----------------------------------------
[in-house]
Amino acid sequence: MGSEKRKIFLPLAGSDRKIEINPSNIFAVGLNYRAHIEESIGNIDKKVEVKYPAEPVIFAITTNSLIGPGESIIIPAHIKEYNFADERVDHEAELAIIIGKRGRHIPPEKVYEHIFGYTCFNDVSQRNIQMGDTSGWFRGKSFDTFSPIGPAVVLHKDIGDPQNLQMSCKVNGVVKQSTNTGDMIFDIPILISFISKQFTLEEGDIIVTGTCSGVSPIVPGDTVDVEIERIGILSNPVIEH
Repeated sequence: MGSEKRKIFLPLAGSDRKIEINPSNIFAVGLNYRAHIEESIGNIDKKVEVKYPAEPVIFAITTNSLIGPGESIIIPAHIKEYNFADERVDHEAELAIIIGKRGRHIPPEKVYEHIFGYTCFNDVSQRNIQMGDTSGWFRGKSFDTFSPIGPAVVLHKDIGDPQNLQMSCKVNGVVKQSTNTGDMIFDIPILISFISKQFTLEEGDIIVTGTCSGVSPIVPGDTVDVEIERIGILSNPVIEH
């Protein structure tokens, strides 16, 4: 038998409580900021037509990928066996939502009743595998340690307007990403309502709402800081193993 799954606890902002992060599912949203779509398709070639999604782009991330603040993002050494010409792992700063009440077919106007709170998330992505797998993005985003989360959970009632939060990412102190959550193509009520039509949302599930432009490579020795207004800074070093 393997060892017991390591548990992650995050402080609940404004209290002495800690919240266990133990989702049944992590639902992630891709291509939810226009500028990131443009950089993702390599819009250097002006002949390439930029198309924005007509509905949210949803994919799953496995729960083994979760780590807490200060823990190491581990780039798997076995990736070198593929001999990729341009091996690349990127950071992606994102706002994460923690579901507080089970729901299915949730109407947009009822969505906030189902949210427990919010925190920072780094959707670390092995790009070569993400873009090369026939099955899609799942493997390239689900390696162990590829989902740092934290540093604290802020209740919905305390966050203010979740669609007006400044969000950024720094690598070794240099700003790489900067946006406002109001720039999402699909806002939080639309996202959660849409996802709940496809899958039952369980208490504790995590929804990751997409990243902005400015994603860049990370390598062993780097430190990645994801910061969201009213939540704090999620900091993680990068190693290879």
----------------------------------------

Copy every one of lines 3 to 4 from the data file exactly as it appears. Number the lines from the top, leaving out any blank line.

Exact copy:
Repeated sequence: MGSEKRKIFLPLAGSDRKIEINPSNIFAVGLNYRAHIEESIGNIDKKVEVKYPAEPVIFAITTNSLIGPGESIIIPAHIKEYNFADERVDHEAELAIIIGKRGRHIPPEKVYEHIFGYTCFNDVSQRNIQMGDTSGWFRGKSFDTFSPIGPAVVLHKDIGDPQNLQMSCKVNGVVKQSTNTGDMIFDIPILISFISKQFTLEEGDIIVTGTCSGVSPIVPGDTVDVEIERIGILSNPVIEH
């Protein structure tokens, strides 16, 4: 038998409580900021037509990928066996939502009743595998340690307007990403309502709402800081193993 799954606890902002992060599912949203779509398709070639999604782009991330603040993002050494010409792992700063009440077919106007709170998330992505797998993005985003989360959970009632939060990412102190959550193509009520039509949302599930432009490579020795207004800074070093 393997060892017991390591548990992650995050402080609940404004209290002495800690919240266990133990989702049944992590639902992630891709291509939810226009500028990131443009950089993702390599819009250097002006002949390439930029198309924005007509509905949210949803994919799953496995729960083994979760780590807490200060823990190491581990780039798997076995990736070198593929001999990729341009091996690349990127950071992606994102706002994460923690579901507080089970729901299915949730109407947009009822969505906030189902949210427990919010925190920072780094959707670390092995790009070569993400873009090369026939099955899609799942493997390239689900390696162990590829989902740092934290540093604290802020209740919905305390966050203010979740669609007006400044969000950024720094690598070794240099700003790489900067946006406002109001720039999402699909806002939080639309996202959660849409996802709940496809899958039952369980208490504790995590929804990751997409990243902005400015994603860049990370390598062993780097430190990645994801910061969201009213939540704090999620900091993680990068190693290879």